Eight-year-old Luis lives with his mother and his older sister Maribel in Guatemala. His is being raised by a single mother, who works hard cleaning neighbor's homes to earn money for her two children to go to school and eat. Luis is in second grade, and loves studying and playing with his friends and older sister. Luis is thought to have a rare genetic condition called Parry-Romberg Syndrome. This has made the tissues on one side of his face shrink, making his teeth move, and puts him at risk of future seizures due to neurological abnormalities. His mother first noticed a strange red mark on her son's face when he was two, and thought it was a bad mosquito bite. Then, it grew, and a large part of his face has now atrophied, causing him headaches because of his crooked teeth. Most worrisome, though, is his future risk of seizures. His mother says that he has had one seizure before and that she is scared that he will have more. That is why his mother brought him to our clinic to have him evaluated, and why it is so important that he receives an MRI to visualize his abnormalities and give him an appropriate medication. His mother works hard, but she barely makes enough to support herself and her two kids, and cannot afford the high-quality medical care her son needs. $967 will fund the treatment that Luis needs. This treatment will give Luis the medications and expensive imaging he needs. His mother will no longer be scared about his future due to his condition, and he will be able to attend school without fear of having a seizure, giving him the chance to live an independent and full life. In his interview with the Wuqu' Kawoq medical staff, Luis said: "I want to be a fireman when I grow up but my mom wants me to be a successful professional."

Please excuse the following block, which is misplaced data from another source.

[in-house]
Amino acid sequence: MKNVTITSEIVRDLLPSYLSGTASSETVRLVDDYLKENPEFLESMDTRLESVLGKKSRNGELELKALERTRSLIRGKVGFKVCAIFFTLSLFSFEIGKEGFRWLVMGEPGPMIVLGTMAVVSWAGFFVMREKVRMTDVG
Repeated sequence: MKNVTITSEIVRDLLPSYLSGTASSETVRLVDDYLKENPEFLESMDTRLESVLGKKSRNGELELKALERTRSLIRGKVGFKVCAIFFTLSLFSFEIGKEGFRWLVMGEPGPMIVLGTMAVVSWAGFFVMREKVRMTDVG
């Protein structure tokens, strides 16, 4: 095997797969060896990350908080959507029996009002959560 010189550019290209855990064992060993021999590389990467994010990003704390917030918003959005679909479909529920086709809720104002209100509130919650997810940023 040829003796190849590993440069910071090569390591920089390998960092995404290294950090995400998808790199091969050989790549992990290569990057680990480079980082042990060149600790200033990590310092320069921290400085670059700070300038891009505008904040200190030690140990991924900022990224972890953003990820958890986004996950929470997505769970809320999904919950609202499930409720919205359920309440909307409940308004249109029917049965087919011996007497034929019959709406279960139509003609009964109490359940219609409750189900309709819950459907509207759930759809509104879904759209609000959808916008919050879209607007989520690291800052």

Joshua is an eight-month-old baby boy who lives with his parents and older brother in Guatemala. His older brother loves playing with Joshua whenever he can. Our medical partner, Wuqu’ Kawoq (WK), tells us, “Joshua was born with Noonan syndrome, which is a congenital disorder that can lead to a plethora of physical and mental defects, including various heart murmurs, restrictive lung function, gastrointestinal issues and difficulty feeding, motor delays, learning disabilities, cryptorchidism, bleeding disorders, severe joint and skeletal pain, and neurological defects.” “Joshua has obvious physical deformations and cryptorchidism (an undescended testicle), but overall, he is a happy, calm child,” WK continues. “He currently has issues eating and could benefit from supplementation, as well as from physical therapies to help his muscular development.” Joshua’s father works as a grain trader to support the family, while his mother tends to the household. Joshua’s brother has a condition that required surgery by specialist, leaving very little money to pay for Joshua’s care. For $1,385, Joshua can undergo a thorough diagnostic work-up, which, WK explains, will “identify other potentially dangerous conditions Joshua may have, and allow us to coordinate critical care before it is too late.” Funding also covers the cost of treatment, therapy, and a case manager to help Joshua’s family manage his appointments and monitor his progress. “Therapy will help him to develop strength and be able to move more easily,” says WK. “This will increase his quality of life as he grows and ensure he can have the best future possible.” “We just want what is best for our boys,” shares Joshua’s father.